Azinger gives life best shot

April 07, 1995|By JOHN STEADMAN

AUGUSTA, Ga. -- That Paul Azinger is present and accounted for at the annual Masters tournament lawn party causes a glow of quiet elation and, at the same time, prayers of profound gratitude. This is one golfer who doesn't have to win one of the most coveted of all championships -- although that's his pronounced intention.

Just being here as a part of the Masters show provides graphic awareness of how fortunate he is to be alive. He doesn't have to beat the golf course because he has already beaten cancer.

What an occasion for reflection, not on whether he has enough club to carry the creek for his second shot on No. 13, but to walk, to breathe fresh air and, candidly, to be on top of God's good earth rather than under it.

Paul never stops taking personal inventory. Masters week is an appropriate occurrence on the calendar to contrast the past and present. Azinger had to decline the same event a year ago because cancer treatments were more vital than how high he might be on the leader board.

While Jose Maria Olazabal was running in birdie putts to become the 1994 Masters champion, Azinger had a more difficult assignment trying to recover from a cancer operation. His fellow professionals were assembled for the Masters, where he played seven previous years, then, suddenly, he wasn't able to be with them.

His main focus was to prevail in a tougher contest by listening to the doctors and following orders impeccably. "My priorities really changed," he said. "You realize golf is just not that important."

Azinger, on the eve of the current Masters, was called to the podium to accept the Ben Hogan Award, which is given by the Golf Writers Association of America to a performer displaying exceptional characteristics of courage. Azinger was virtually an automatic to receive the honor.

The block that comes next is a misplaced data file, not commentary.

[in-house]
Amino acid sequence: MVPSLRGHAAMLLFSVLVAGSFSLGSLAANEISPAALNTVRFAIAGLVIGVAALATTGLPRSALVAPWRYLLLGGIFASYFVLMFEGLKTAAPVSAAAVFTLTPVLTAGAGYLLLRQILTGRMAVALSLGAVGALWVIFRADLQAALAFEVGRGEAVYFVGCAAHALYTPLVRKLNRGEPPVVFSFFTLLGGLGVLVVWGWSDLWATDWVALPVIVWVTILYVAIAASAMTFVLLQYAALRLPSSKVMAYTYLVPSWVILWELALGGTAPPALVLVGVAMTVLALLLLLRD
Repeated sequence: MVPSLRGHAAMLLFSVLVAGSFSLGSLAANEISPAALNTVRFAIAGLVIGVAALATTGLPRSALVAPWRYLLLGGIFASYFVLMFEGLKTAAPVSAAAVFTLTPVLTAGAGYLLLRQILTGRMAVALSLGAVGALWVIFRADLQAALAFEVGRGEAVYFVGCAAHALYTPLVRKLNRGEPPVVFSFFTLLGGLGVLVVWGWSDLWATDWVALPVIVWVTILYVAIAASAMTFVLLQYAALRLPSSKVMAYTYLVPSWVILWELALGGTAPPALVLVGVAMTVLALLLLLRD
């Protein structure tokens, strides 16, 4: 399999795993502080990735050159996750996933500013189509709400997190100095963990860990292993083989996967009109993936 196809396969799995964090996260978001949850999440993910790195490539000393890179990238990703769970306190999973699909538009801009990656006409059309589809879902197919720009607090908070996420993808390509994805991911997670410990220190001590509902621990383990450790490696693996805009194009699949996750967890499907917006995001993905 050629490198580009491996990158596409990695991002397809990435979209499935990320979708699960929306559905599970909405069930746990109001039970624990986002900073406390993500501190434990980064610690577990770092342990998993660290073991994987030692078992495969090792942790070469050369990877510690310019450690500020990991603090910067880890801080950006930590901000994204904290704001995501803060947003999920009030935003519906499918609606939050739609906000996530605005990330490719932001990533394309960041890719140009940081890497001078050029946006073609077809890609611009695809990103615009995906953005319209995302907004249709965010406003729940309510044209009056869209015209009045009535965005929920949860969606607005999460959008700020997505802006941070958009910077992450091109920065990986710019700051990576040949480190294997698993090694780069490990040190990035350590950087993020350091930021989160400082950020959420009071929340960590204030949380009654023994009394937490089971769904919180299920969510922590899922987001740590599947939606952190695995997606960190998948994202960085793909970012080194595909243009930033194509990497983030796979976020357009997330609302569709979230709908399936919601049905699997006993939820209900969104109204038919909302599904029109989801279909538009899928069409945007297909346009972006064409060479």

"When Dr. Frank Jobe gave me news of my cancer it floored me," he explained. "I was thinking it might be some kind of a muscular problem because the pains in my right shoulder went back to 1987."

But, no, the diagnosis was correct. Azinger had to leave the tour immediately to undergo surgery, then chemotherapy and radiation treatments and then, after the all-clear was given, pursue rehabilitation to strengthen the shoulder.

He mentions that he "respected the lack of phone calls from golfers, friends and sportswriters." Then he hastened to add how considerate it was for people to think of him but preferred not to have to continually repeat a blow-by-blow account of his progress and what went on during his visits to Loma Linda Hospital in Redlands, Calif.

He says had it not been for the love and attention of his wife, Toni, he doubts if he could have endured the emotional torment and the concern of what the future was going to bring. He would look at his daughters, Sarah Jean and Josie Lynn, and hope to God he would be around to see them mature, to gain an education and to grow into adults.

"This experience taught me none of us are promised tomorrow," Azinger said. "We need to live every day to the fullest. I'm grateful for every blessing I've got. It was a tough week last year to be home watching the Masters on television and realizing I wasn't there. That wasn't easy."

But, again, he realizes it was necessary first to recover and then improve to the next physical level. He got back for tournament appearances late in the year and was in four PGA events.

The way the public and fellow players welcomed him was an overwhelming experience. "I could never tell you the number of fans who came up to me and said my coming back to play golf had been an inspiration to others they knew who were coping with cancer," Azinger said.

As for the current Masters, he was on the firing line when it all began yesterday. He shot a highly commendable 70, 2-under par, in the opening round, but again, that's not considered pertinent when measured with how well he feels and his excitement about the future.

Now 35 years old and with 11 tour victories to his credit, including the 1993 PGA title, he displays a wry sense of humor. At the golf writers function, he quipped, "This is the first time I ever wore a coat and necktie to a barbecue." Then he stripped himself of the tie and tossed it aside.

"I have a love-hate relationship with the Masters," Azinger admitted. "I love it when I arrive and hate it when I leave."

The Masters experience could hardly be defined more aptly than that. But then Azinger goes on to repeat what Johnny Miller, once a highly successful tour player and now a broadcaster, mentioned to him: "Johnny told me, 'It's not what you accomplish in life; it's what you have overcome.' "

Azinger reminds himself what this all means. "If you have your health you've got it all," he said. "I took it for granted before, but I'll never take it for granted again."

Golf has taken on a different perspective. Winning a battle to live could never be correlated with the numbers on a scorecard.

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